Cuban Missile Crisis Final Agreement

Cuban Missile Crisis Final Agreement

On October 19, EXCOMM formed separate working groups to examine the options for airstrikes and blockades, and in the afternoon, most EXCOMM supporters moved to the blocking option. Reservations about the plan were expressed on 21 October, the main concern being that the Soviets, once the blockade came into force, would rush to complete some of the missiles. As a result, the United States could bomb operational missiles if the blockade did not force Khrushchev to withdraw the missiles already on the island. [68] In August 1962, the United States suspected the Soviets of building missile facilities in Cuba. This month, its secret services gathered information on the observations of ground observers of Russian-built MiG-21 fighters and Il-28 light bombers. U-2 spy planes found S-75 Dvina (NATO SA-2) surface-to-air missile sites at eight different sites. Cia Director John A. McCone was suspicious. Sending anti-aircraft missiles to Cuba, he argued, “made sense only if Moscow intended to use it to protect a ballistic missile base directed at the United States.” [25] On August 10, he wrote a memo to Kennedy, in which he suspected that the Soviets were preparing the introduction of ballistic missiles to Cuba. [8] The President also visited national television this evening to inform public opinion about developments in Cuba, his decision to initiate and impose a “quarantine” and the possible global consequences if the crisis continues to worsen. The tone of the president`s statements was stark and the message is clear and reminiscent of Monroe`s doctrine: “It will be the policy of this nation to consider any nuclear missile fired from Cuba against a nation in the Western Hemisphere as an attack by the Soviet Union against the United States that will require a full retaliatory measure against the Soviet Union.” The Joint Chiefs of Staff announced a military readiness status for DEFCON 3 when U.S.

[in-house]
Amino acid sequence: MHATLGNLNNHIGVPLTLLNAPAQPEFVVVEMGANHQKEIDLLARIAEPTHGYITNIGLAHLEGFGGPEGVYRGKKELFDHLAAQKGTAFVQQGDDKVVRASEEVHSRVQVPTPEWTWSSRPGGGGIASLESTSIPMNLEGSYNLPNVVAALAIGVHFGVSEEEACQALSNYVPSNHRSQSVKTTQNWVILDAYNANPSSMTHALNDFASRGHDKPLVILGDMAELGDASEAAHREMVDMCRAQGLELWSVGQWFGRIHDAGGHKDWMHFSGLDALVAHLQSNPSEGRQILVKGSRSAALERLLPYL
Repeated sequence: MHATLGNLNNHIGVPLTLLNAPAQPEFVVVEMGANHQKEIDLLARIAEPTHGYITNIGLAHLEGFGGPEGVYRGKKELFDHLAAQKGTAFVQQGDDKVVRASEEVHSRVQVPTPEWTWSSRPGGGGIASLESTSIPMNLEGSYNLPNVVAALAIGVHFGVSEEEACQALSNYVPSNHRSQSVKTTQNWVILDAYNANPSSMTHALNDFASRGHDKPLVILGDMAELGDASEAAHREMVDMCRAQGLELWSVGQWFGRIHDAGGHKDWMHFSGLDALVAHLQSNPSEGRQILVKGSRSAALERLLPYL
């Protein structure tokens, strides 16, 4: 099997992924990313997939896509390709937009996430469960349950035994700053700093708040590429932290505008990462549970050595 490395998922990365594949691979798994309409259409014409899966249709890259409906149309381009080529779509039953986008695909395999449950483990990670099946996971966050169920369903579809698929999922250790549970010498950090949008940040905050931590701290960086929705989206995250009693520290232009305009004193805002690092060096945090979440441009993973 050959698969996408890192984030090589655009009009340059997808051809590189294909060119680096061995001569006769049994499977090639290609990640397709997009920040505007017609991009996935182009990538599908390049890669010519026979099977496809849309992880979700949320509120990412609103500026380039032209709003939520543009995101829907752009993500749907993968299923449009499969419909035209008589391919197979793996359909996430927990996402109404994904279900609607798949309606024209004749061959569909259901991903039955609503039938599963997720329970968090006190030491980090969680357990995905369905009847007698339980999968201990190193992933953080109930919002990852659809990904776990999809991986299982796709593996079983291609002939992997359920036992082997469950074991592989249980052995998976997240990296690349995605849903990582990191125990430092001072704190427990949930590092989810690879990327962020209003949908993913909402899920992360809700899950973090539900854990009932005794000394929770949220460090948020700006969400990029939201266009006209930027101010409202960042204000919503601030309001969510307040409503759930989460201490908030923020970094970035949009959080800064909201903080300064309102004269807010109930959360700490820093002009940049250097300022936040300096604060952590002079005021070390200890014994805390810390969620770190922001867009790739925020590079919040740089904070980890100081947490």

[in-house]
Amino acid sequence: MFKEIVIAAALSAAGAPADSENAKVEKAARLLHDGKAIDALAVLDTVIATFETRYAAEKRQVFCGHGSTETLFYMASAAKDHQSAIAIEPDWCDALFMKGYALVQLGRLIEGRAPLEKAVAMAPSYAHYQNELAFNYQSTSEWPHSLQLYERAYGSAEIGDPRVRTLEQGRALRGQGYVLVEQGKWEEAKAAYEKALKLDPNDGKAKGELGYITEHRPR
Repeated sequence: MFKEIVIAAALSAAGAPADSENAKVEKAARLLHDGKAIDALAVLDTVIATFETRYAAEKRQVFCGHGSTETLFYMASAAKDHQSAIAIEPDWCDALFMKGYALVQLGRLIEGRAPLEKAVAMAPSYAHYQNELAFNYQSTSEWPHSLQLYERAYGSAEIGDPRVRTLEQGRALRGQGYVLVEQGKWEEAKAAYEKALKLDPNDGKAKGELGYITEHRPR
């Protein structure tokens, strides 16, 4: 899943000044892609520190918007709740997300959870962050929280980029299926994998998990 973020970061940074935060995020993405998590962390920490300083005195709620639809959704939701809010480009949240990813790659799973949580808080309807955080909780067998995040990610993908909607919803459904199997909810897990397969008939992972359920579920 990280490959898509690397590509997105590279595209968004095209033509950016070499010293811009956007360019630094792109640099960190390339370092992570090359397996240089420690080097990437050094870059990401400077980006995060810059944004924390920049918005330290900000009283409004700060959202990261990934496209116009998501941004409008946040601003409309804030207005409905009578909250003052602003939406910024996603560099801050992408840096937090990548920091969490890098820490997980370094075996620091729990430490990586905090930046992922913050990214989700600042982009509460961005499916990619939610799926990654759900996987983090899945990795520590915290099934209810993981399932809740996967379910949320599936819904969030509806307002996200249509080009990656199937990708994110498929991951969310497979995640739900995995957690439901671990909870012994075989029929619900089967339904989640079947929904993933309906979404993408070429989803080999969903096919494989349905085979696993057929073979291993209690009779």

naval forces began implementing quarantine and plans for a military attack in Cuba were accelerated. The enormity of the world`s proximity to the thermonuclear war led Khrushchev to propose a vast easing of tensions with the United States. [144] In a letter to President Kennedy on October 30, 1962, Khrushchev described a series of courageous initiatives aimed at avoiding the possibility of a new nuclear crisis, including the proposal of a non-attack treaty between the North Atlantic Treaty Organization (NATO) and the Warsaw Pact, and even the dissolution of these military blocs, a treaty to end all nuclear tests and even eliminate all nuclear weapons. , solution to the question of the “hot-button” of Germany by East and West which formally accepts the existence of West and East Germany, and the recognition by the United States of the government of mainland China.

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